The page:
Hide

Using the GENUKI search engine

hide
Hide

          Help and Guidance 2020: Modified Page: Version 1.1

Hide

Introduction


There is some guidance on simple searches of GENUKI here. This page gives more detail on how the search engine works and how to do more complex searches. 

Using search


At the top of every page we provide a means of searching our site. We use similar software to that used by the major search engines and so you specify searches in a similar manner.  We use Apache Solr (also known as Lucene) which tends to be the term used to describe it in online Drupal documentation.

To perform a basic search you just type a word in the search box, such as  lytham  and click the Search button. This will generate a page showing you all the pages that contain lytham.  On the right of the page you will see some filters that can be used to refine your search. We have different types of web page to handle different types of content. You can choose one particular type by clicking that line in the filter, so to just see place pages containing  Lytham  click  Place. The second filter lets you choose a traditional county.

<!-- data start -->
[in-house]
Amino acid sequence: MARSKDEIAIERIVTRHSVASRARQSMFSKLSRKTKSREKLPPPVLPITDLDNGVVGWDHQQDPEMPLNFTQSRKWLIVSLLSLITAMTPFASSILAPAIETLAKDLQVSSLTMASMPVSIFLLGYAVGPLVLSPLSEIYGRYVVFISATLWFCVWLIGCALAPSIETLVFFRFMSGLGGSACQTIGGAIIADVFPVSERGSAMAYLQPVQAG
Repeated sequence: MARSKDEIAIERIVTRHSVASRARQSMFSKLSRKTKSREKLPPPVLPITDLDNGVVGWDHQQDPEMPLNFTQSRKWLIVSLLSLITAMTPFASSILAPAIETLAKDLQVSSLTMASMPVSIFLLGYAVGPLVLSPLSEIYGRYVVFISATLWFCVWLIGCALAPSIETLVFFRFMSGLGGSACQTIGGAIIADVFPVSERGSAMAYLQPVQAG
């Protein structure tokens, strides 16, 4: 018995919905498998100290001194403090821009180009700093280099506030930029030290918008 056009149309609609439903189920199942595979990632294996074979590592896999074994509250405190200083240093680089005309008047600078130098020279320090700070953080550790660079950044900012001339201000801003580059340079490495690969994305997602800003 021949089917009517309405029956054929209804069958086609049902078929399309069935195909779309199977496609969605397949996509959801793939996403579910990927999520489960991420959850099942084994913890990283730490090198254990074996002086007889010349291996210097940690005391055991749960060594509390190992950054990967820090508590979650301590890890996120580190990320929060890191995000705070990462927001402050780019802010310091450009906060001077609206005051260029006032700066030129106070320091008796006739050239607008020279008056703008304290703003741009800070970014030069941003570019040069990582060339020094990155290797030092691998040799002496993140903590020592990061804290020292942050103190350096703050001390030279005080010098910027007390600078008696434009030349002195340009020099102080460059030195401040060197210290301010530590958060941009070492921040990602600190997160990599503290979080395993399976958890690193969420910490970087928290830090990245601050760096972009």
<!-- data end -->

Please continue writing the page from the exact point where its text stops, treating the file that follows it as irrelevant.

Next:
The results to expect


The searches do not just search for specific strings but return similar items. So if your search word is singular it will also find the plural matches as well. It also uses "stemming" so that if you search for Phil it will also find results containing Philip This means that you don't have to think of all the possible spellings. However it does mean that you cannot just search for a specific spelling.

Terms


A query is broken up into terms and operators. There are two types of terms: Single Terms and Phrases.

A Single Term is a single word such as "test" or "hello".

A Phrase is a group of words surrounded by double quotes such as "hello dolly".

Multiple terms can be combined together with Boolean operators to form a more complex query (see below).

Term Modifiers

Lucene supports modifying query terms to provide a wide range of searching options.

Wildcard Searches

Lucene supports single and multiple character wildcard searches within single terms (not within phrase queries).

To perform a single character wildcard search use the "?" symbol.

To perform a multiple character wildcard search use the "*" symbol.

The single character wildcard search looks for terms that match that with the single character replaced. For example, to search for "text" or "test" you can use the search: